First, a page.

The last reason offers the first glimpse of the real motivation behind the subsidy. It is not generosity but the desire to create a "public impact." If giving heating oil to the poor will not create sufficient public impact, forget it. In line with this motivation the memorandum went on to endorse the second alternative for the following reasons: "easy to negotiate, greater visibility and public impact of the program, giving the [Venezuelan] government a higher profile." The fleet of buses claims the memorandum, "could make massive propaganda to the cooperation of the [Venezuelan] government. Such propaganda can be installed both inside and outside the buses. In addition the Mayor's office would develop a well articulated campaign to disseminate the cooperation given [by the Venezuelan government]."
The memorandum goes on to describe how the 8000 buses of the city of London, although privately owned, are under the control of the Mayor's office that "determines the routing, the tariffs, the subsidies that can be applied and… would coordinate the supply of the diesel."
The memorandum leaves no doubt that the main objective of the subsidy is not the alleviation of human poverty. If that were the case the money involved in the significant handouts would stay in Venezuela, where it is most needed, given the tragic poverty prevailing in the country. The memorandum, clearly not meant for third parties, makes an explicit case for public impact and image creation as the main reasons for the massive handout. From a Venezuelan perspective this constitutes a crime. The petroleum being given away belongs to the Venezuelan people and should be used for the benefit of the nation. Foreign aid should be the object of a pre- established program and should be authorized by the people, cannot be the object of the whims of one man. The reasons for the subsidies are corrupt, having to do with propaganda for an undemocratic ideology and with political benefits for a man, Hugo Chavez. In the case of the London bureaucrats it will be the people of London that will have to decide. On a purely ethical basis it sounds incredible that in one of the world's cradles of democracy, London, the buses would carry propaganda extolling the virtues of a despot, Hugo Chavez, a man not very different in values and attitudes to Mugabe, Castro, Ghadafi, Kim Jong-il or Ahmadinejad.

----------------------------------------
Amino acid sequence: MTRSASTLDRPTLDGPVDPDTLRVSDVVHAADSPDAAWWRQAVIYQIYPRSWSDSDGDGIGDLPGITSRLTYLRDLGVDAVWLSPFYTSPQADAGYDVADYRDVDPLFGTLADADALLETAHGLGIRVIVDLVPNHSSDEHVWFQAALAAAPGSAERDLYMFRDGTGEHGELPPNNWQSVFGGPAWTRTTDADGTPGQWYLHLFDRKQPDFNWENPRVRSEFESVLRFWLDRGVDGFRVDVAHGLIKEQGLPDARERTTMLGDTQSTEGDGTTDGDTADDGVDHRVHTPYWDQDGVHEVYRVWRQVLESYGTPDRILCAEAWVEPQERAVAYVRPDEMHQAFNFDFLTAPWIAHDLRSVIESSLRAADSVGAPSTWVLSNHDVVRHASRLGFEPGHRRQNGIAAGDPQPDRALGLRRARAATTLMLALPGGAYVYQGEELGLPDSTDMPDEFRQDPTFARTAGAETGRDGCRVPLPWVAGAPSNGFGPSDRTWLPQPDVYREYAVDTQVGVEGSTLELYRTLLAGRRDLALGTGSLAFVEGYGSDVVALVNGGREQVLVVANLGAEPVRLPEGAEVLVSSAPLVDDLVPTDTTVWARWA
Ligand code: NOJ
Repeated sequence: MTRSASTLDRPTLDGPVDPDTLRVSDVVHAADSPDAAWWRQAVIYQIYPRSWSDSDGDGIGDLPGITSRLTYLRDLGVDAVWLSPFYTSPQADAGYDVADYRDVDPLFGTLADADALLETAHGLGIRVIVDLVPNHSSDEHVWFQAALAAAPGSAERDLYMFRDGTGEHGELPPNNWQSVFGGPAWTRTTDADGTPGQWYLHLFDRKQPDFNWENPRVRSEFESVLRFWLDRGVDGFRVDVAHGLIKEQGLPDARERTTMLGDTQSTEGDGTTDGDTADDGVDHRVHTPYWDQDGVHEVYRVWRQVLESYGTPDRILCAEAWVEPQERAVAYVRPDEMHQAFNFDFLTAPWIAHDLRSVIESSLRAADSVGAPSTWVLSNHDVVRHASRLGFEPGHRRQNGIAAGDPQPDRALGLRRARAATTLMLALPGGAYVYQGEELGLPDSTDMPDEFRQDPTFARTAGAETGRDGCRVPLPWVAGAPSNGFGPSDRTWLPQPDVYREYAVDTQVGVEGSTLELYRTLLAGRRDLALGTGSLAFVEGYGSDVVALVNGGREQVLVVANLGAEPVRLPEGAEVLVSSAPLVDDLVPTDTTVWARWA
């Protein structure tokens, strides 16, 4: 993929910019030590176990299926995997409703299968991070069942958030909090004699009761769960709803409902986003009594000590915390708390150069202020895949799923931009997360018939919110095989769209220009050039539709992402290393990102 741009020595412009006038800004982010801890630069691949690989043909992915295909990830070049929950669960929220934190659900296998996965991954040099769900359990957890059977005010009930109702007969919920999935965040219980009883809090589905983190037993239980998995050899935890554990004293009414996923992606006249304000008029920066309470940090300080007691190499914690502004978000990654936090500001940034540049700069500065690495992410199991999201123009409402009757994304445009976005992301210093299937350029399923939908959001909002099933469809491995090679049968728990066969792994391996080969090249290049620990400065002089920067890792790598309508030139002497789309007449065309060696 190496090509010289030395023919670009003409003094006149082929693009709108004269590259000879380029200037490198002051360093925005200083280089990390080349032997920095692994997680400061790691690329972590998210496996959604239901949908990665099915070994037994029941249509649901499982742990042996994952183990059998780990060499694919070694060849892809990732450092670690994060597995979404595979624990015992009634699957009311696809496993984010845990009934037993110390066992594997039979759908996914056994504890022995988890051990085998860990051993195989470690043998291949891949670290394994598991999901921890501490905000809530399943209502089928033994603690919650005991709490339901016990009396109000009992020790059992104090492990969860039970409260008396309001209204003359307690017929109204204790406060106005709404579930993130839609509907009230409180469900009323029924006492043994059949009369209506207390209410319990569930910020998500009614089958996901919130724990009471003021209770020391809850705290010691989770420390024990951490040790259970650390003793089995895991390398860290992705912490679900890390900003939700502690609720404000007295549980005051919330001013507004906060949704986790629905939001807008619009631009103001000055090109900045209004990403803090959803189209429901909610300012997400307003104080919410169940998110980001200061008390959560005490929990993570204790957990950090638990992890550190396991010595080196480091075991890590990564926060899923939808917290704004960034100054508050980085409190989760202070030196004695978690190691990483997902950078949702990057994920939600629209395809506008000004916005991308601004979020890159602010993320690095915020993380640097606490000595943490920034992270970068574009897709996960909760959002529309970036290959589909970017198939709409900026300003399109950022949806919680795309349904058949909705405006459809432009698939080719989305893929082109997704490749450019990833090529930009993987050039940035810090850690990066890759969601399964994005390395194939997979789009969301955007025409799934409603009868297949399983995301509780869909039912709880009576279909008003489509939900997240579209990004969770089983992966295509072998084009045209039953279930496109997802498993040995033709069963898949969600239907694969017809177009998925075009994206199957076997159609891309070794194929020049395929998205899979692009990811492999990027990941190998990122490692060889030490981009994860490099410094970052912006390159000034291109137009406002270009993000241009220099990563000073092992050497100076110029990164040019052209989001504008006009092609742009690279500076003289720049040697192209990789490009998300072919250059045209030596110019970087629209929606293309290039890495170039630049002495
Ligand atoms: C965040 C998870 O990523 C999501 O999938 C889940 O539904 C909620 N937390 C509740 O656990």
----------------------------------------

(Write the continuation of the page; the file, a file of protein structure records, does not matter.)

The main actors behind this criminal act are quite similar. Ken Livingstone is anti-Semitic, aggressive and populist. He was suspended for one month from his duties as Mayor of London, after insulting a Jewish reporter. He claims that Sharon "is a criminal" and that "the Saudi Royal family" should be hanged, the type of stupid remark we associate with Pat Robertson. Chavez is also anti-Semitic, claiming, "The ones who killed Jesus are the ones robbing Venezuelans of their money." He has called Bush a "donkey, a drunkard and a coward" on national television, while calling Mugabe 'a dear freedom fighter." Tony Blair has said that he has not heard insults such as Chavez's since he was in elementary school.
The secondary actors in this soap opera are mostly unknown beyond their immediate surroundings, except for Alfredo Toro Hardy, the person signing the memo. He is quite a bright intellectual who served as an Ambassador to democratic presidents but later decided that London is better than principles.